Directed by: Roger Ross Williams.
Written by: Benjamin Gray & Richard Hankin & Roger Ross Williams.
I firmly believe that the vast majority of missionaries – even those ones documented in Roger Ross Williams’ excellent documentary God Loves Uganda – have the best of intentions. For me, an agnostic (or atheist depending on what day you ask me) I would prefer to simply live and let live – meaning basically that I won’t try to convince you that my beliefs are correct, and you don’t try to convince me your beliefs are correct, and we’ll get along just fine. Still, I understand that some people’s religion requires them to “spread the word” to others – and I’m respectful of the people who come to my door and pass out their booklets, or the numerous people who accost me on the streets of Toronto. I don’t think they’re doing any harm. But the people who have gone to Uganda are, in fact, doing harm to people. Evangelical churches like the International House of Prayer (or IHOP) have donated millions of dollars to Uganda to help them build schools, churches and infrastructure – and have undeniably improved the lives on many in Uganda. But in preaching their beliefs, they have also done harm to homosexuals living in Uganda. I think it’s possible to believe that homosexual is wrong – even if I vehemently disagree – and still be respectful. But in Uganda, there is a bill that would criminalize homosexuality to the extent that they can be jailed for life or even executed for being gay. This legislature has its roots in the Evangelical churches in America – and the people who are responsible are either lying or keeping themselves deliberately ignorant of the facts of this bill.
God Loves Uganda is the second of two documentaries released in 2013 about the bill – the other one, Call Me Kuchu – concentrated on gay activists in Uganda. I thought the subject matter of that film was extremely important, but the execution of the documentary left a lot to be desired. God Loves Uganda covers some of the same ground but also different ground as well. And as a documentary is a far better film. If you’re only going to see one of these films, I would recommend that film be God Loves Uganda.
Director Roger Ross Williams strategy in the movie seems to be to provide his interview subjects with enough rope to hang themselves with. We never really hear him pushing his interview subjects too much – except perhaps late in the film when he asks two young missionaries directly what their thoughts on the bill are, and they blame the Western media, not their own work, for misrepresenting the bill. They don’t even know what’s in the bill, they say, which is odd, since the drafter of the bill, and the religious community in Uganda, are not shy about telling you about it – and it’s pretty much exactly the same thing as the Western media who have “misrepresented the bill” say. But that’s the exception – for the most part Williams simply asks for their side of the story, and finds that most of them are all too willing to tell them what they think. If you agree with them, it’s possible to walk away from the movie not overly upset. If you disagree with them, then the film can be downright chilling.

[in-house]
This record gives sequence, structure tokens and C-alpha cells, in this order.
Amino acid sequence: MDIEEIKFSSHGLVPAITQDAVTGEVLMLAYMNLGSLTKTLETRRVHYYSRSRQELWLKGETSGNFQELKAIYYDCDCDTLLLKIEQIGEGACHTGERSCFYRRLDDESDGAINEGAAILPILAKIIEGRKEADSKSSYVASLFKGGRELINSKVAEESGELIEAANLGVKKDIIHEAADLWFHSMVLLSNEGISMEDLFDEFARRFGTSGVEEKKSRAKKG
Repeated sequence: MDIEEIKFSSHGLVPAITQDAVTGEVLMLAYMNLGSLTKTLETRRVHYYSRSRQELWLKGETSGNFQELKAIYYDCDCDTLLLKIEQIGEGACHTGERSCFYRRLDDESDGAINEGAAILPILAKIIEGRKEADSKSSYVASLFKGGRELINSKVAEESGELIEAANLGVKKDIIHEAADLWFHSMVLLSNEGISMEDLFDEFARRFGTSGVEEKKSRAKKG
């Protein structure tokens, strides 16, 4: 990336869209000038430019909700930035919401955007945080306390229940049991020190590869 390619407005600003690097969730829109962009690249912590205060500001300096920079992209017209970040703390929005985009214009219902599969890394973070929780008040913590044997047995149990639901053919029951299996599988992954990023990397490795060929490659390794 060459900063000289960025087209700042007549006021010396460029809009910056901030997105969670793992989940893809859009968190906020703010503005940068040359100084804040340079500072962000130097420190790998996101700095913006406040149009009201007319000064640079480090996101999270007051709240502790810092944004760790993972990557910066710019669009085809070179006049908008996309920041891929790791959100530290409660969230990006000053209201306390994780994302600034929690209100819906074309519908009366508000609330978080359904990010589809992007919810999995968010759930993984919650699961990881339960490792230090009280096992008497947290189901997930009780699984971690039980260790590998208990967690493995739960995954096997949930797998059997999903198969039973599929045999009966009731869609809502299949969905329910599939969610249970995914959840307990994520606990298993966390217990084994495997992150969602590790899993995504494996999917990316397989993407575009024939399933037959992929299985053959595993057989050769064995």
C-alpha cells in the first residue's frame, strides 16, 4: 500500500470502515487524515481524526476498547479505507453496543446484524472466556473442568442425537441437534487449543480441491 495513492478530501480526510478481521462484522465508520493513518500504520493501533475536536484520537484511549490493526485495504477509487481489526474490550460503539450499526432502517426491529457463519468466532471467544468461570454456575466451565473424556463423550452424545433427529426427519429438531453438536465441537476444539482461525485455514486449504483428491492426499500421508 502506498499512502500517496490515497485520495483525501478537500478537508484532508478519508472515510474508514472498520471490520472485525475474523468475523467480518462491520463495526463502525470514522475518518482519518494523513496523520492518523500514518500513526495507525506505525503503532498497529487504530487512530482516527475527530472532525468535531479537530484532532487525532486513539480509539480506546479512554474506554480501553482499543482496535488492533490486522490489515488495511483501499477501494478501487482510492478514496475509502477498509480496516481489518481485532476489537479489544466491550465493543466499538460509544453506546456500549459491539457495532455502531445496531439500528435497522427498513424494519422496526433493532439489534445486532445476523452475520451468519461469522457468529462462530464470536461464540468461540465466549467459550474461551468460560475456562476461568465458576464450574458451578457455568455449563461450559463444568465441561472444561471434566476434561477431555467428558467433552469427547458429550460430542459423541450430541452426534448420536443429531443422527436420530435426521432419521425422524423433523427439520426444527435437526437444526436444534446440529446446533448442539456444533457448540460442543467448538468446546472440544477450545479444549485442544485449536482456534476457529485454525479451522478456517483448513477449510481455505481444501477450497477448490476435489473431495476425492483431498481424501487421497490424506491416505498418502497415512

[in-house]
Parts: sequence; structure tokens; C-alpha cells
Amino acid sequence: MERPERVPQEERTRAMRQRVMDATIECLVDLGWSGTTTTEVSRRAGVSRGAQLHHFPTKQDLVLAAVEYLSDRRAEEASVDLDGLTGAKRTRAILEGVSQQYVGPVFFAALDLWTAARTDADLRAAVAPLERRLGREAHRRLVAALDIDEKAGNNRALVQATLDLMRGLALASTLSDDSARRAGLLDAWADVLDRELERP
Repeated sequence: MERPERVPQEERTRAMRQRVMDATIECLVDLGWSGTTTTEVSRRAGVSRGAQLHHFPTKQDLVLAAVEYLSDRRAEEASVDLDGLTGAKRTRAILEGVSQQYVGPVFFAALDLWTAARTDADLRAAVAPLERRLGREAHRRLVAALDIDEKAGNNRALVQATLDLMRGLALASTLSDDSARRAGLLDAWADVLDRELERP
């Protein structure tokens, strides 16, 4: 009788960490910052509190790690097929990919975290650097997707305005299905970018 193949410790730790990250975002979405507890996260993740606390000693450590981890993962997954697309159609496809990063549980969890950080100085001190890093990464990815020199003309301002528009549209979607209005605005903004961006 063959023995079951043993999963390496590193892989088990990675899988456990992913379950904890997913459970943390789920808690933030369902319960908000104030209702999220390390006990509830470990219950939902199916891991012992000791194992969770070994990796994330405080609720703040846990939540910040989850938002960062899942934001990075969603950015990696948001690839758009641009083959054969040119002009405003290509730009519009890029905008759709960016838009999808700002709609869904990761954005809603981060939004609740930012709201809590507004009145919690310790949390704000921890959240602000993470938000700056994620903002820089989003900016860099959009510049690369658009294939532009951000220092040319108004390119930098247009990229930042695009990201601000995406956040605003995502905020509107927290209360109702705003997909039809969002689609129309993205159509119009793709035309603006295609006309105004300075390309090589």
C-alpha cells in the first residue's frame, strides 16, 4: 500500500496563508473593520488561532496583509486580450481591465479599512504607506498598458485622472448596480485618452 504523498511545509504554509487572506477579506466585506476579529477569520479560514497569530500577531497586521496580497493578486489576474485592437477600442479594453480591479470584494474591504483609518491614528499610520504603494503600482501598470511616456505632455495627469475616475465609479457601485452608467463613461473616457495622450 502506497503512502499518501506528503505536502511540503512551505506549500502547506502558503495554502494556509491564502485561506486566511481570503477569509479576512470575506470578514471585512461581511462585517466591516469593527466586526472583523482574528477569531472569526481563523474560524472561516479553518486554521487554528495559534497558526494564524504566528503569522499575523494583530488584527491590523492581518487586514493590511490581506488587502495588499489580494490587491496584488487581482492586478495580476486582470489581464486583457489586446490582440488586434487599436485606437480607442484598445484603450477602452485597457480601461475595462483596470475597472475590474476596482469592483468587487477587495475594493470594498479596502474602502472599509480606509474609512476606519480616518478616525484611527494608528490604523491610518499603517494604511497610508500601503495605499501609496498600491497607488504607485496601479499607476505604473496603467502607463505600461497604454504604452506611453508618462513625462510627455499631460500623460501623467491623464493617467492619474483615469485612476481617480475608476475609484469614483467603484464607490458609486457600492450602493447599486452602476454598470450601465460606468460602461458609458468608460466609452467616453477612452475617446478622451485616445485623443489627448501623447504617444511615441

I really don’t have a problem with missionaries going to Africa to help the people there who need help – and if that means they feel the need to share their religion, then so be it. But I cannot help but think that many of these Evangelical churches are hurting as much if not more than they are helping – not just in terms of gay rights, but also in terms of AIDS. The AIDS rate dropped in Uganda during the 1990s, when aid from the Clinton administration supplied condoms to the people of Uganda, who had a large scale advertising program about the benefits of condoms. But under George W. Bush, things changed. Uganda could only get aid if they agreed to “abstinence only” education – which doesn’t work anywhere – not in America, and not in Uganda. The AIDS rate has gone up again, but to the government of Uganda that’s worth it because it means aid they desperately need from the West.
God Loves Uganda is one of those documentaries that leaves me sad, mad and more than anything just shaking my head. How any reasonable person could believe that much of what has happened in Uganda makes sense is beyond me. Uganda has a long way to go in terms of gay rights and other social issues. As God Loves Uganda makes clear, so do parts of America.